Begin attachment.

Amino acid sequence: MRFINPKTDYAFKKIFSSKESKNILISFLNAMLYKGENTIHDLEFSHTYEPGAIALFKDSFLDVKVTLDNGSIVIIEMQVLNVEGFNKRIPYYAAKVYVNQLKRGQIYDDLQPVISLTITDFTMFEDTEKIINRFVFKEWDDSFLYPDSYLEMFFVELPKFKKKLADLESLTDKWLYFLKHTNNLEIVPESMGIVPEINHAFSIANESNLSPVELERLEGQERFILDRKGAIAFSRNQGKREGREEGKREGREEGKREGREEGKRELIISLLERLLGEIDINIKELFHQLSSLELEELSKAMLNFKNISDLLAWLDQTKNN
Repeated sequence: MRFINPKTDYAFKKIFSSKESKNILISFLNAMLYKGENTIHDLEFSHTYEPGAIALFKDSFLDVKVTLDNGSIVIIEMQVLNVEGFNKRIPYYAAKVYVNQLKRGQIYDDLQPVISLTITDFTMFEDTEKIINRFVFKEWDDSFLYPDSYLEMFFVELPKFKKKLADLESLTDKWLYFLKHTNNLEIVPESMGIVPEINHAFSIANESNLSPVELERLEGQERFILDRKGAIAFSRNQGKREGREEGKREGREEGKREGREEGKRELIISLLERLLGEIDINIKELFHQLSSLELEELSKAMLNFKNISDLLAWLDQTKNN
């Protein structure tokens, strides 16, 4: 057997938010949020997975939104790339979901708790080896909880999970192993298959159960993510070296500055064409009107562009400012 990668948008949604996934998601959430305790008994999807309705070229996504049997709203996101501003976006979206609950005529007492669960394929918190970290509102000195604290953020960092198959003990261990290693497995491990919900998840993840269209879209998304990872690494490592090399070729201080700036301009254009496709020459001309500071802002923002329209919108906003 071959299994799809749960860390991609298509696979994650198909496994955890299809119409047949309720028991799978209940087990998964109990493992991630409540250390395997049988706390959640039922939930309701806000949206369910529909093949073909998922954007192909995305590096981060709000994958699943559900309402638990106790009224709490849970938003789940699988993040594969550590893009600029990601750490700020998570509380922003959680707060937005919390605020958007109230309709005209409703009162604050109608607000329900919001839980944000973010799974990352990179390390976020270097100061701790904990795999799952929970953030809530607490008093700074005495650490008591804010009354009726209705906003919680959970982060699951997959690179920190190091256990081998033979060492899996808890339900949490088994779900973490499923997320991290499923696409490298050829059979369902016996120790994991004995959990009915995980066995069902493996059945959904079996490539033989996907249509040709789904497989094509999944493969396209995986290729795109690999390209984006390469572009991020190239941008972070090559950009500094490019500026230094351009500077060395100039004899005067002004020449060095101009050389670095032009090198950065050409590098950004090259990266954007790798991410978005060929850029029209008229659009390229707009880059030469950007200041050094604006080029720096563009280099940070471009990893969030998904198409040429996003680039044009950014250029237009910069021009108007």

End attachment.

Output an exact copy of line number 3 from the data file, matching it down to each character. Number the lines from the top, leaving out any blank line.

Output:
């Protein structure tokens, strides 16, 4: 057997938010949020997975939104790339979901708790080896909880999970192993298959159960993510070296500055064409009107562009400012 990668948008949604996934998601959430305790008994999807309705070229996504049997709203996101501003976006979206609950005529007492669960394929918190970290509102000195604290953020960092198959003990261990290693497995491990919900998840993840269209879209998304990872690494490592090399070729201080700036301009254009496709020459001309500071802002923002329209919108906003 071959299994799809749960860390991609298509696979994650198909496994955890299809119409047949309720028991799978209940087990998964109990493992991630409540250390395997049988706390959640039922939930309701806000949206369910529909093949073909998922954007192909995305590096981060709000994958699943559900309402638990106790009224709490849970938003789940699988993040594969550590893009600029990601750490700020998570509380922003959680707060937005919390605020958007109230309709005209409703009162604050109608607000329900919001839980944000973010799974990352990179390390976020270097100061701790904990795999799952929970953030809530607490008093700074005495650490008591804010009354009726209705906003919680959970982060699951997959690179920190190091256990081998033979060492899996808890339900949490088994779900973490499923997320991290499923696409490298050829059979369902016996120790994991004995959990009915995980066995069902493996059945959904079996490539033989996907249509040709789904497989094509999944493969396209995986290729795109690999390209984006390469572009991020190239941008972070090559950009500094490019500026230094351009500077060395100039004899005067002004020449060095101009050389670095032009090198950065050409590098950004090259990266954007790798991410978005060929850029029209008229659009390229707009880059030469950007200041050094604006080029720096563009280099940070471009990893969030998904198409040429996003680039044009950014250029237009910069021009108007």